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HKBU co-organises Traditional Chinese and Western Medicine Symposium with Harvard Medical School

30 Jun 2017

Scholars from SCM and HMS hold constructive dialogues at the symposium
Scholars from SCM and HMS hold constructive dialogues at the symposium

The University joined hands with the Harvard Medical School (HMS) of Harvard University in the US to hold a two-day symposium entitled “Traditional Chinese and Western medicine: what can we learn from each other” on the HMS campus on 20-21 June. This first event of its kind between the two schools brought together scientists and clinicians of Western and Chinese medicine not only to share knowledge but also to spark discussions and explore potential research collaborations.

At the symposium Vice-President (Research and Development) Professor Rick Wong led a 20-member HKBU delegation comprising scholars, researchers and PhD students from the School of Chinese Medicine (SCM) and the Faculty of Science. Through talks and poster presentations HKBU delegation members shared their wisdom on the use of Chinese medicine approaches to diagnosis and disease classification.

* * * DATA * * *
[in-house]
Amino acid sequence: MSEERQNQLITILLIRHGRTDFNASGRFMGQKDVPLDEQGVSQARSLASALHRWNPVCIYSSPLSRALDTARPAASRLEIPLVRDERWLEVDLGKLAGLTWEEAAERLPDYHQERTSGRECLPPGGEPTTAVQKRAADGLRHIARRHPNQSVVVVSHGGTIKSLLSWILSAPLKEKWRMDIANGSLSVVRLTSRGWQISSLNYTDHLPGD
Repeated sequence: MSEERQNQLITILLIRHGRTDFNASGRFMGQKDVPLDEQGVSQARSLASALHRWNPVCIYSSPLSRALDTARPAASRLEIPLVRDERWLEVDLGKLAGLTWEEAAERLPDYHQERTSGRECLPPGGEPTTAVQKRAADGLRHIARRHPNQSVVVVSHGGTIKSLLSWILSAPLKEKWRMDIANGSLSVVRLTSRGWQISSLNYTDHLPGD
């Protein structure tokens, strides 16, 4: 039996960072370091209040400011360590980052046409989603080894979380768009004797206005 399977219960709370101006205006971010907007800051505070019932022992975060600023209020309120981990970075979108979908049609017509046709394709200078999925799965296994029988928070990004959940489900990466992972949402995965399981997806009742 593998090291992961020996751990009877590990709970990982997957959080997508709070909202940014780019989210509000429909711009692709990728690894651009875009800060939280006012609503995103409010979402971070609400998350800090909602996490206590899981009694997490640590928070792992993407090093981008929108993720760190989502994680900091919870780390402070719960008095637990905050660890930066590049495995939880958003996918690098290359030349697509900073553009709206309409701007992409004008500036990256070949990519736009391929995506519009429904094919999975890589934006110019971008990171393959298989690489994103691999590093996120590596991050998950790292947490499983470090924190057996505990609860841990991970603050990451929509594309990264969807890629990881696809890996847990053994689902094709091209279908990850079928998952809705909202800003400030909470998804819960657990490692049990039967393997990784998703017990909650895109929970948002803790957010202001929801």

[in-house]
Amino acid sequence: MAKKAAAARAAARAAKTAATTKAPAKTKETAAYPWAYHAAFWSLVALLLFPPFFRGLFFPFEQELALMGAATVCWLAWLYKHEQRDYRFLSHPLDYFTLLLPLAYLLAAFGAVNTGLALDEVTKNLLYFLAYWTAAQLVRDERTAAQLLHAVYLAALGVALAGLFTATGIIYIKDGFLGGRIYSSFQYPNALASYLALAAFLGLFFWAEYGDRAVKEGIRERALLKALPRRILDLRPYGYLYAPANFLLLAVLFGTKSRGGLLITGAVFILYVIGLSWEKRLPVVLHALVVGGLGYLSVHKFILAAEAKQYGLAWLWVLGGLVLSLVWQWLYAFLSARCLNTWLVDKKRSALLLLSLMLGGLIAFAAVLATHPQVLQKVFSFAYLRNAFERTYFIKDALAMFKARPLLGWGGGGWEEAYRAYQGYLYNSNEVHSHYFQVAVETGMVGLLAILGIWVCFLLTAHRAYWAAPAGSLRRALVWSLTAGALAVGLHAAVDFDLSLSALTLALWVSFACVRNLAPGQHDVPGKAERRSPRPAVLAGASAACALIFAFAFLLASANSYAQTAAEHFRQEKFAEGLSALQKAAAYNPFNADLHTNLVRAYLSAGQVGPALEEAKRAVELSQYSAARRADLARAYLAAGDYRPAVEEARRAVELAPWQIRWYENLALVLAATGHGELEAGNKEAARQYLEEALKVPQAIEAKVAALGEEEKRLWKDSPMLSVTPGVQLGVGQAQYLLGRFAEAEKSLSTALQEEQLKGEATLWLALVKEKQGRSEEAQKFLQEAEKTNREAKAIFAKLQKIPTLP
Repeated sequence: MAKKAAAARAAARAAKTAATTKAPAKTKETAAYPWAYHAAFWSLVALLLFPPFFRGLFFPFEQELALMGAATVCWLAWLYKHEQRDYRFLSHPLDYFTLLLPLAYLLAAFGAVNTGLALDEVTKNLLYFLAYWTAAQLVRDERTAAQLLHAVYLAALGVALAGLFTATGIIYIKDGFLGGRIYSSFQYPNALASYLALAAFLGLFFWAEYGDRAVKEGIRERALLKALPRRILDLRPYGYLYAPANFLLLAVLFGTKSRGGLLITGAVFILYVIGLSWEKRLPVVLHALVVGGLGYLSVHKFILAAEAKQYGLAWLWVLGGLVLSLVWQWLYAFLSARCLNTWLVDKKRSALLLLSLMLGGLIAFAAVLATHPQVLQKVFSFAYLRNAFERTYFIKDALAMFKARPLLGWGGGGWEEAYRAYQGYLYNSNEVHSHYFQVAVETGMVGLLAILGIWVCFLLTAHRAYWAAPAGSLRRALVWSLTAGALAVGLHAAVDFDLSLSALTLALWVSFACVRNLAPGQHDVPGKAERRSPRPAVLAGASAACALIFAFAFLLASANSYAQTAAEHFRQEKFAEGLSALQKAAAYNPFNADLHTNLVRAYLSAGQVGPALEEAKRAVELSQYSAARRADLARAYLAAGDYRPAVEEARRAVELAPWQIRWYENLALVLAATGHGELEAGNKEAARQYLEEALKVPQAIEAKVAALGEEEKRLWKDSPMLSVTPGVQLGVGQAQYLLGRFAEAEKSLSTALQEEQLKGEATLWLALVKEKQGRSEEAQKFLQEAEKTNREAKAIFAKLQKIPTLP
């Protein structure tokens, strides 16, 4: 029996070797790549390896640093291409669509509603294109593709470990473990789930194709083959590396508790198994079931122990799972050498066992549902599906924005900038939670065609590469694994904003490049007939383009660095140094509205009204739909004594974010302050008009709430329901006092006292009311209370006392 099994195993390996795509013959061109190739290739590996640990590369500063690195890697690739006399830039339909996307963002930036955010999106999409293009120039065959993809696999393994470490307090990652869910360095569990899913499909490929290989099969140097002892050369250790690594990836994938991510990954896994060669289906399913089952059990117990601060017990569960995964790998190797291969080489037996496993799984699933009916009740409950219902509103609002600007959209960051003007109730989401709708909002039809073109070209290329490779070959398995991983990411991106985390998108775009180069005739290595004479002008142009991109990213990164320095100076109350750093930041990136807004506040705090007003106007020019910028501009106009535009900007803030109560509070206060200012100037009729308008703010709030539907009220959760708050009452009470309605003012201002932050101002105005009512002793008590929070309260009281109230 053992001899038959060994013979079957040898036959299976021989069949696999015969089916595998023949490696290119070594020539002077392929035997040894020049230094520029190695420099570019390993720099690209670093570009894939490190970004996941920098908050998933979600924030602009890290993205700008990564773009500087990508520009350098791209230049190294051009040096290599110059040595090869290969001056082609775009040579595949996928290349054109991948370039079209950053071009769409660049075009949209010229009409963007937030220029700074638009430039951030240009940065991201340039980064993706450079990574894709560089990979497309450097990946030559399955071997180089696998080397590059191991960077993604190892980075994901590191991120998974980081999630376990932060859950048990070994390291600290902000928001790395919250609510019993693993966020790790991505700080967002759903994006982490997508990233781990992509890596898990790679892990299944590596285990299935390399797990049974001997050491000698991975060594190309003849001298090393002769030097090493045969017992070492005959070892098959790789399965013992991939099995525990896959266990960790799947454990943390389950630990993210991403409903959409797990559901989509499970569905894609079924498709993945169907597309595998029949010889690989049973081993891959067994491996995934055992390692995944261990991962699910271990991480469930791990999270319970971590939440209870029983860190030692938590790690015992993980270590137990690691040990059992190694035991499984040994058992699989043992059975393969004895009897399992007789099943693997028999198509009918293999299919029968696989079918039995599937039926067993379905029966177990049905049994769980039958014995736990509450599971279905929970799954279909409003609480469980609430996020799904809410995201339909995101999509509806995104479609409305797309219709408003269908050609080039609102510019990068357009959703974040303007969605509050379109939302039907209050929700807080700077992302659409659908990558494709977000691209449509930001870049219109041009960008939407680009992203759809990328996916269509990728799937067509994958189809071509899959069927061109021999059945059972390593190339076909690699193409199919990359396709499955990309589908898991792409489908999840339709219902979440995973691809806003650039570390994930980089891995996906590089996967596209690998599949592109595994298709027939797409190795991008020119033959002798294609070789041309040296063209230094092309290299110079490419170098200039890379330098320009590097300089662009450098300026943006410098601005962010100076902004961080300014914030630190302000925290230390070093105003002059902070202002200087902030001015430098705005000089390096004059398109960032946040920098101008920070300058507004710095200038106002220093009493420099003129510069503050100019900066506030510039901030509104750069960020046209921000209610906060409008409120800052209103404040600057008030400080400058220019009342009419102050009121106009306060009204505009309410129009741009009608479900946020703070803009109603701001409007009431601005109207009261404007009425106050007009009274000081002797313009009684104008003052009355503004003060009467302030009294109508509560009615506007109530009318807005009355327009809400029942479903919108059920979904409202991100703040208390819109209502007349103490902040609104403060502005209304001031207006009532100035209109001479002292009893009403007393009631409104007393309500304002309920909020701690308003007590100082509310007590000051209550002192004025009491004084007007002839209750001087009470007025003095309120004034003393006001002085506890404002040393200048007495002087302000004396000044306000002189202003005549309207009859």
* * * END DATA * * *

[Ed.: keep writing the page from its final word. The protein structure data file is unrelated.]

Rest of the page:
Four SCM scholars gave enlightening talks about their research. Dean of SCM Professor Lyu Aiping gave a talk on “Overview of TCM therapy and TCM classification of syndromes of diseases”; Associate Vice-President of HKBU and Director of the Clinical Division of SCM Professor Bian Zhaoxiang delivered a talk on “Characteristics and challenges for clinical trial with Chinese medicine”; Director of the Teaching and Research Division of SCM Professor Li Min spoke on “Exploration of neuroprotective drug discovery based on TCM clinical practice”; while Director of the Technology Development Division of SCM Professor Zhang Ge shared his work on “New drug development by combination of Western drugs and Chinese medicine compounds”.

HMS experts Dean George Daley, Professor Charles Serhan and Professor Jon Clardy gave talks on topics including chemical biology and natural product based drug discovery, integrating acupuncture into conventional cancer treatment, placebo effects in Western and traditional medicine, proteomics, xenobiotics metabolism, gut microbiome and informatics tools.